Senator Clinton’s opportunity

Now that Roger Ailes has (“jokingly,” of course) conflated Barack Obama with Osama bin Laden, Hillary Clinton has the chance to show what she’s made of. Will she have the nerve and the savvy to denounce Ailes and the pseudo-news operation he runs?

If Hillary Clinton wants to convince people:

(1) That she is capable of a generous gesture toward a rival; and

(2) That she is capable of departing from narrow short-term self-seeking to serve the greater good; and

(2) That she is not a hopeless captive of Washington insider politics; and, in particular

(3) That she hasn’t sold out to Rupert Murdoch;

then Roger Ailes just made it easy for her. All she has to do is let Fox News have it, publicly, with both barrels.

If she’s a Democrat before she’s an insider, that’s what she’ll do. If she doesn’t, then the rest of us can draw our own conclusions.

Of course, I’m an un-fan of her campaign for President. (Her talents seem excellently suited to the Senate.) And tactical advice from un-friends is never to be trusted. But it seems to me that this one is a no-brainer. If she takes my advice, her nomination (and maybe her election) gets a little bit more likely. Well worth it, in my view. If she puts the common interests of liberals and Democrats ahead of her own short-term advantage, then maybe she’s made of better stuff than I’ve been giving her credit for.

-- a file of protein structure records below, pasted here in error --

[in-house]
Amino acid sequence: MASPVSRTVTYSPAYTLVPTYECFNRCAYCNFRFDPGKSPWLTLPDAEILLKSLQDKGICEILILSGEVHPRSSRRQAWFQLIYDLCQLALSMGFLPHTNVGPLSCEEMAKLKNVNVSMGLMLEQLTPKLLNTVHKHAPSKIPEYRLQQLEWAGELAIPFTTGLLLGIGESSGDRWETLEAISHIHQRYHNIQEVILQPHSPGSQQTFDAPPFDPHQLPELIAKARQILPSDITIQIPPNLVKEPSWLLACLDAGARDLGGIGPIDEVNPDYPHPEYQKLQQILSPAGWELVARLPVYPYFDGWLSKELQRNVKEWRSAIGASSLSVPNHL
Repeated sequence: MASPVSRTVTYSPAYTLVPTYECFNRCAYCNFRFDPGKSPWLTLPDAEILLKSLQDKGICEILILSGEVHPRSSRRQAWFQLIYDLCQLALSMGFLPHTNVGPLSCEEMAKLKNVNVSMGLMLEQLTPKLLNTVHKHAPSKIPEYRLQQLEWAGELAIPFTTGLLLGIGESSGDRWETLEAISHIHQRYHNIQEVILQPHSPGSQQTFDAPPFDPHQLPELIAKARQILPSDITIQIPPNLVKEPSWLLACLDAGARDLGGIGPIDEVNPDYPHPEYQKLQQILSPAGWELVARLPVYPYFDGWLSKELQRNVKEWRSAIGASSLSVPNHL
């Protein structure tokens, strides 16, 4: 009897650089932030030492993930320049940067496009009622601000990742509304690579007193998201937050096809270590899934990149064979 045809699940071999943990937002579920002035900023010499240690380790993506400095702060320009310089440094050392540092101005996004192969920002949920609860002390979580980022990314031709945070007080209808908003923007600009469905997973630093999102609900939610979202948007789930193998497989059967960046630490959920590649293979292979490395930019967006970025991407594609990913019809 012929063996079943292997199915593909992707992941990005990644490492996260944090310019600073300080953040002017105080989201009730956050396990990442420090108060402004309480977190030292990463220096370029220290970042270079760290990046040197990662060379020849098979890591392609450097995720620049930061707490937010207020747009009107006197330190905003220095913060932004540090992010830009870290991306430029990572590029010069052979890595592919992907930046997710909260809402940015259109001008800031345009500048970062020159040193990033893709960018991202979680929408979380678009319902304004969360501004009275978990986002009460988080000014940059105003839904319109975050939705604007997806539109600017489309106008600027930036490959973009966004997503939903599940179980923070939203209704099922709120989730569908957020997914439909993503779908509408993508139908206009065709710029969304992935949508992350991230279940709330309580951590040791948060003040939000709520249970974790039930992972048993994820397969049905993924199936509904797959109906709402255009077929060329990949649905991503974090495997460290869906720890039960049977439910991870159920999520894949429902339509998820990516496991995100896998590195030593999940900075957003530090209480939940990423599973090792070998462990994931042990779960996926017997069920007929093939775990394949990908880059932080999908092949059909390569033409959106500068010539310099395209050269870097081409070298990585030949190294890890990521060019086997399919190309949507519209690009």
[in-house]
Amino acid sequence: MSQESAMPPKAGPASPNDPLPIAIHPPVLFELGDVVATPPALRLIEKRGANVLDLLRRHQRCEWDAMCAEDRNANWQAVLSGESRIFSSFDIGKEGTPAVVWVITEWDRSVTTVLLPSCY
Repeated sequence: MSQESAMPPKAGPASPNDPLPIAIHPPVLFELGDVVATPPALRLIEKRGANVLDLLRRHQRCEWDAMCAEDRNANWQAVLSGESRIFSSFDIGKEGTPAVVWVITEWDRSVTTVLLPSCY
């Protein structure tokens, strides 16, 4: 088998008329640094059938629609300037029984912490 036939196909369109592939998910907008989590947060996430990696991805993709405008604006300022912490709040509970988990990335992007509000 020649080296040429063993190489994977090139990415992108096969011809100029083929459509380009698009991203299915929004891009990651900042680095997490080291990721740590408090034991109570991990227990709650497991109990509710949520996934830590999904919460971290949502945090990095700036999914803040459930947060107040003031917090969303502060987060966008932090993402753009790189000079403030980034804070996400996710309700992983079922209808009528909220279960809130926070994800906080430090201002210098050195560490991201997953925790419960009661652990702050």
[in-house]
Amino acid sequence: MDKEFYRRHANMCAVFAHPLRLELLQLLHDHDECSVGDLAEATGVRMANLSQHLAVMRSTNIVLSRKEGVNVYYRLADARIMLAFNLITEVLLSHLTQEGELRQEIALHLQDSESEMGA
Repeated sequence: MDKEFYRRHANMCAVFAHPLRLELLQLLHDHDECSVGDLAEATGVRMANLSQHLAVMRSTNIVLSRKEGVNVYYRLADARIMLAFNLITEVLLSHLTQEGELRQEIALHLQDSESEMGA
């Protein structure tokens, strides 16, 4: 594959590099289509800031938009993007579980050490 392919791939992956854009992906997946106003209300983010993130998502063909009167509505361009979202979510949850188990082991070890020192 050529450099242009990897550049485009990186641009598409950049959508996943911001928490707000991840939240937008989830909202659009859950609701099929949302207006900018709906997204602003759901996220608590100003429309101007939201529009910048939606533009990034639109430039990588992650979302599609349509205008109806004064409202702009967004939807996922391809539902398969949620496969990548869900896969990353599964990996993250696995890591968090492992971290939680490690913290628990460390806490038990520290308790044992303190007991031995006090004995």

Author: Mark Kleiman

Professor of Public Policy at the NYU Marron Institute for Urban Management and editor of the Journal of Drug Policy Analysis. Teaches about the methods of policy analysis about drug abuse control and crime control policy, working out the implications of two principles: that swift and certain sanctions don't have to be severe to be effective, and that well-designed threats usually don't have to be carried out. Books: Drugs and Drug Policy: What Everyone Needs to Know (with Jonathan Caulkins and Angela Hawken) When Brute Force Fails: How to Have Less Crime and Less Punishment (Princeton, 2009; named one of the "books of the year" by The Economist Against Excess: Drug Policy for Results (Basic, 1993) Marijuana: Costs of Abuse, Costs of Control (Greenwood, 1989) UCLA Homepage Curriculum Vitae Contact: